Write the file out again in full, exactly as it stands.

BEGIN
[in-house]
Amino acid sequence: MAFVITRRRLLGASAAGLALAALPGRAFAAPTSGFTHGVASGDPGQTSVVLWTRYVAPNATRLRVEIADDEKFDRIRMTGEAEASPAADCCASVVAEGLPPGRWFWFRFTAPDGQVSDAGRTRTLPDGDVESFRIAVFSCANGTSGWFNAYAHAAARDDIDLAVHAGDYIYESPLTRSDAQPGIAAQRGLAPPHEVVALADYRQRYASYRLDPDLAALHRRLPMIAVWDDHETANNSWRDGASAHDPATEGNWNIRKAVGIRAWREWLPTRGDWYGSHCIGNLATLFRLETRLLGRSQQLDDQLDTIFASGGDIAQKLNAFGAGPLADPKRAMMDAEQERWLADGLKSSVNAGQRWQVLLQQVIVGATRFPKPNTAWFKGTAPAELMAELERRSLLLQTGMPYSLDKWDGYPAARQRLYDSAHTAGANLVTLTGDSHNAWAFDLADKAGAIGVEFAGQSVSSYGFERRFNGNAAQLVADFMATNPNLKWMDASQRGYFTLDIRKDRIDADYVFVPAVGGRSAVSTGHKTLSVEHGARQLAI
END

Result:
[in-house]
Amino acid sequence: MAFVITRRRLLGASAAGLALAALPGRAFAAPTSGFTHGVASGDPGQTSVVLWTRYVAPNATRLRVEIADDEKFDRIRMTGEAEASPAADCCASVVAEGLPPGRWFWFRFTAPDGQVSDAGRTRTLPDGDVESFRIAVFSCANGTSGWFNAYAHAAARDDIDLAVHAGDYIYESPLTRSDAQPGIAAQRGLAPPHEVVALADYRQRYASYRLDPDLAALHRRLPMIAVWDDHETANNSWRDGASAHDPATEGNWNIRKAVGIRAWREWLPTRGDWYGSHCIGNLATLFRLETRLLGRSQQLDDQLDTIFASGGDIAQKLNAFGAGPLADPKRAMMDAEQERWLADGLKSSVNAGQRWQVLLQQVIVGATRFPKPNTAWFKGTAPAELMAELERRSLLLQTGMPYSLDKWDGYPAARQRLYDSAHTAGANLVTLTGDSHNAWAFDLADKAGAIGVEFAGQSVSSYGFERRFNGNAAQLVADFMATNPNLKWMDASQRGYFTLDIRKDRIDADYVFVPAVGGRSAVSTGHKTLSVEHGARQLAI